Richard Burk, director of community connections at the Department of Housing and Urban Development, is a man who is willing to sacrifice himself to help people in need. He started out doing that in the Peace Corps and in local government, but, in his view, there is no better place to help people th
Richard Burk, director of community connections at the Department of Housing and Urban Development, is a man who is willing to sacrifice himself to help people in need. He started out doing that in the Peace Corps and in local government, but, in his view, there is no better place to help people than in the federal government.
"You can have a tremendous impact across the country in what you say and what you do," Burk said. "Suddenly you realize you are impacting thousands of people's lives."
Burk said his role at HUD is to be the "ignorant one," forcing the technically savvy experts at the department to make their ideas accessible to the layman. Within the Office of Community Planning and Development, his job is to bring together the information technology and programming sides of the office to deliver the best and most efficient services to citizens.
HUD's IT staff and its program offices must cooperate, especially now that the department has shrunk by more than 1,000 employees over the past two years and is undergoing a major reorganization that is affecting everything it does. Burk said IT will play an essential but limited role in improving HUD's service to the general public. "Technology will lead you there, but it won't carry you all the way," he said.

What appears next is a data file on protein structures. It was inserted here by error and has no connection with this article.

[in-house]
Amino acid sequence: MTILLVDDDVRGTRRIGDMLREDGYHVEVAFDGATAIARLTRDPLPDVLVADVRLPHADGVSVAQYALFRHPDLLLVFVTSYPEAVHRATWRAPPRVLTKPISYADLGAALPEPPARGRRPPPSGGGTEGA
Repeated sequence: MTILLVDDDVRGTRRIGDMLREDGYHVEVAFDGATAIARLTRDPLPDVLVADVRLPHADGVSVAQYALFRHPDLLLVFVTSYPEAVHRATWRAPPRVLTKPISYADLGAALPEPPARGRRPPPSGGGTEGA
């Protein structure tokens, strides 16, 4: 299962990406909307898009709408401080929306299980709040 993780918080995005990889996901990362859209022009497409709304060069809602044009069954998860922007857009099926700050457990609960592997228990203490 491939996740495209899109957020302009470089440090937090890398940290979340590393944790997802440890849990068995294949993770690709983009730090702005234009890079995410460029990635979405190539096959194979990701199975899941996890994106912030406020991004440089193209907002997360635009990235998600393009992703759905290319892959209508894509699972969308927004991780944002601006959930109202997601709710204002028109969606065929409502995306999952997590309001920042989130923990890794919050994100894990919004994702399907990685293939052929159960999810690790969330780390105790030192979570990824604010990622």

He may hold this view in part because his background had nothing to do with IT or any type of hard science. Burk earned an undergraduate degree in psychology from the University of Dayton, not out of some need to understand why people act as they do, he said, but because he could not think of anything else he wanted to do.
He joined the Peace Corps right out of college—"part of paying rent for being here," as he described it. He was sent to Uganda as a health volunteer for the Uganda Foundation for the Blind to help eradicate trachoma, a contagious eye disease.
"We got 90 days of training, then they gave us motorcycles and sent us out," he said. "Two guys, out in the middle of nowhere, trying to do some good."
Burk said his father—a doctor who has used a wheelchair since being stricken by polio at age 29—probably had a lot to do with his life's choices. Working with his patients' physical rehabilitation, the elder Burk was a living example that it was possible to overcome a disability and that anyone can improve his position in life if given the right help.
After returning from Uganda, Burk went back to school to obtain a master of arts degree in public administration from Ohio State University and had his first true taste of public service working for Columbus, Ohio. His experience at the local level made it a natural switch to the community development and planning group at HUD, which administers grant programs that help local communities. Burk has been with the group since 1974.
"Most of the [community development] programs at HUD I've either run or been involved with at some point," Burk said.
Now as HUD's director of community connections, Burk has been able to bring software programs, including the HUD 2020 mapping software, to state and local entities. He has insisted that these tools be easy to use without much training. "I've forced the techies to talk to someone that didn't come from a technical background," he said. With users as varied as city and state government officials, nonprofit organization directors and the person on the street walking up to a HUD kiosk, ease of use for HUD's programs is not just important—it is necessary, Burk said.
He views his role as one that bridges the gap between the department's IT experts and the rest of the world. "Every agency should have someone in this role," he said.
NEXT STORY: Union: DOD should prove outsourcing benefits